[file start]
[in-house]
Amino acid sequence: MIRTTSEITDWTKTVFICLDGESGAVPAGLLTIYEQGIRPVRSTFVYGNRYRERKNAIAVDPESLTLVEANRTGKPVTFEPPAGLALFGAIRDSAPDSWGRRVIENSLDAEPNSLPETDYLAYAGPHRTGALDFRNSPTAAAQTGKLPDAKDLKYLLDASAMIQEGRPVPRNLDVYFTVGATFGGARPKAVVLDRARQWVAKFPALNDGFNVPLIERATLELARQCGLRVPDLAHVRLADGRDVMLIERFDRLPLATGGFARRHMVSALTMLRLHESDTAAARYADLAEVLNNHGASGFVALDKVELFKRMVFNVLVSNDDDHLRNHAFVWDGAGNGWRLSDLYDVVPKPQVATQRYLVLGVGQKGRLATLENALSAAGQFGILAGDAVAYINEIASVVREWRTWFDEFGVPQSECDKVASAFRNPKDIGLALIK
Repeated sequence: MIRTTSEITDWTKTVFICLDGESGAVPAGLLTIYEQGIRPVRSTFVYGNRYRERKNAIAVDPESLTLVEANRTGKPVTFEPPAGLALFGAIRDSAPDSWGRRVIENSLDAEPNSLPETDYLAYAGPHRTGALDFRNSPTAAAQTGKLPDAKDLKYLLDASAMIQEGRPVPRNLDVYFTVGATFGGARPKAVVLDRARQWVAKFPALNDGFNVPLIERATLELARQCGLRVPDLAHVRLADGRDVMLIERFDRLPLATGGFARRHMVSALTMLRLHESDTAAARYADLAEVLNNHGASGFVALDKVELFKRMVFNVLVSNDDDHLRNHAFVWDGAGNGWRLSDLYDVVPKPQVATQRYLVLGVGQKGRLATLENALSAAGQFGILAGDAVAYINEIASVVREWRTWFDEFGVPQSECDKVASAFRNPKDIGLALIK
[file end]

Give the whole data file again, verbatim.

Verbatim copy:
[in-house]
Amino acid sequence: MIRTTSEITDWTKTVFICLDGESGAVPAGLLTIYEQGIRPVRSTFVYGNRYRERKNAIAVDPESLTLVEANRTGKPVTFEPPAGLALFGAIRDSAPDSWGRRVIENSLDAEPNSLPETDYLAYAGPHRTGALDFRNSPTAAAQTGKLPDAKDLKYLLDASAMIQEGRPVPRNLDVYFTVGATFGGARPKAVVLDRARQWVAKFPALNDGFNVPLIERATLELARQCGLRVPDLAHVRLADGRDVMLIERFDRLPLATGGFARRHMVSALTMLRLHESDTAAARYADLAEVLNNHGASGFVALDKVELFKRMVFNVLVSNDDDHLRNHAFVWDGAGNGWRLSDLYDVVPKPQVATQRYLVLGVGQKGRLATLENALSAAGQFGILAGDAVAYINEIASVVREWRTWFDEFGVPQSECDKVASAFRNPKDIGLALIK
Repeated sequence: MIRTTSEITDWTKTVFICLDGESGAVPAGLLTIYEQGIRPVRSTFVYGNRYRERKNAIAVDPESLTLVEANRTGKPVTFEPPAGLALFGAIRDSAPDSWGRRVIENSLDAEPNSLPETDYLAYAGPHRTGALDFRNSPTAAAQTGKLPDAKDLKYLLDASAMIQEGRPVPRNLDVYFTVGATFGGARPKAVVLDRARQWVAKFPALNDGFNVPLIERATLELARQCGLRVPDLAHVRLADGRDVMLIERFDRLPLATGGFARRHMVSALTMLRLHESDTAAARYADLAEVLNNHGASGFVALDKVELFKRMVFNVLVSNDDDHLRNHAFVWDGAGNGWRLSDLYDVVPKPQVATQRYLVLGVGQKGRLATLENALSAAGQFGILAGDAVAYINEIASVVREWRTWFDEFGVPQSECDKVASAFRNPKDIGLALIK